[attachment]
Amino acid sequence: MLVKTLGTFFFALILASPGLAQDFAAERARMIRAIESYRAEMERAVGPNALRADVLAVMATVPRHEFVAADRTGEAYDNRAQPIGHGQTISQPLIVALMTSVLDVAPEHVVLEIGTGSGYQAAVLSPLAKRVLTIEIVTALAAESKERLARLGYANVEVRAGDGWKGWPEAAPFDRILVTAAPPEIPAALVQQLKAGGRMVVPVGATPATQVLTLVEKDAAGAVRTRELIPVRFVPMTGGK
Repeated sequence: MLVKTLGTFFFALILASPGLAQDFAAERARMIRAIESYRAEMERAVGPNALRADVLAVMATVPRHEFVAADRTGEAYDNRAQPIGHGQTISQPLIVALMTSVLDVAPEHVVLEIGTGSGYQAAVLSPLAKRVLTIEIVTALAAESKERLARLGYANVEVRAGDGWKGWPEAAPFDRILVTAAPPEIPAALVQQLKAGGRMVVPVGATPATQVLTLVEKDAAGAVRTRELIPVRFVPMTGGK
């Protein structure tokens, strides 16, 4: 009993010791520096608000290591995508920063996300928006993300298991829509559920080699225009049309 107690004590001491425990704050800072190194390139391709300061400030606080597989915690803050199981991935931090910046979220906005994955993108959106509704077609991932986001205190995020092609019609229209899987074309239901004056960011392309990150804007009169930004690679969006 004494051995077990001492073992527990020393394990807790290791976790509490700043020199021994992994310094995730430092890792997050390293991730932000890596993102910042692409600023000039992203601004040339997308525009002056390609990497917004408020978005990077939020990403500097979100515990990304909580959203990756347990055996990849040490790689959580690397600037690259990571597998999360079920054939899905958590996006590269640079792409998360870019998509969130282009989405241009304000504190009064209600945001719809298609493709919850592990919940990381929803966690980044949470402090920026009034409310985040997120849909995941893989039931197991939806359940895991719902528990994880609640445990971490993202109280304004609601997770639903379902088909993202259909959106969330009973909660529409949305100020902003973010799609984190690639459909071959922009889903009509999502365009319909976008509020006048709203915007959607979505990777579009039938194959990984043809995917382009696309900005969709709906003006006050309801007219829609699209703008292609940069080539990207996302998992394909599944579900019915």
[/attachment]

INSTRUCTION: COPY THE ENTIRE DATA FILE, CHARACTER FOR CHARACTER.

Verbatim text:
Amino acid sequence: MLVKTLGTFFFALILASPGLAQDFAAERARMIRAIESYRAEMERAVGPNALRADVLAVMATVPRHEFVAADRTGEAYDNRAQPIGHGQTISQPLIVALMTSVLDVAPEHVVLEIGTGSGYQAAVLSPLAKRVLTIEIVTALAAESKERLARLGYANVEVRAGDGWKGWPEAAPFDRILVTAAPPEIPAALVQQLKAGGRMVVPVGATPATQVLTLVEKDAAGAVRTRELIPVRFVPMTGGK
Repeated sequence: MLVKTLGTFFFALILASPGLAQDFAAERARMIRAIESYRAEMERAVGPNALRADVLAVMATVPRHEFVAADRTGEAYDNRAQPIGHGQTISQPLIVALMTSVLDVAPEHVVLEIGTGSGYQAAVLSPLAKRVLTIEIVTALAAESKERLARLGYANVEVRAGDGWKGWPEAAPFDRILVTAAPPEIPAALVQQLKAGGRMVVPVGATPATQVLTLVEKDAAGAVRTRELIPVRFVPMTGGK
């Protein structure tokens, strides 16, 4: 009993010791520096608000290591995508920063996300928006993300298991829509559920080699225009049309 107690004590001491425990704050800072190194390139391709300061400030606080597989915690803050199981991935931090910046979220906005994955993108959106509704077609991932986001205190995020092609019609229209899987074309239901004056960011392309990150804007009169930004690679969006 004494051995077990001492073992527990020393394990807790290791976790509490700043020199021994992994310094995730430092890792997050390293991730932000890596993102910042692409600023000039992203601004040339997308525009002056390609990497917004408020978005990077939020990403500097979100515990990304909580959203990756347990055996990849040490790689959580690397600037690259990571597998999360079920054939899905958590996006590269640079792409998360870019998509969130282009989405241009304000504190009064209600945001719809298609493709919850592990919940990381929803966690980044949470402090920026009034409310985040997120849909995941893989039931197991939806359940895991719902528990994880609640445990971490993202109280304004609601997770639903379902088909993202259909959106969330009973909660529409949305100020902003973010799609984190690639459909071959922009889903009509999502365009319909976008509020006048709203915007959607979505990777579009039938194959990984043809995917382009696309900005969709709906003006006050309801007219829609699209703008292609940069080539990207996302998992394909599944579900019915």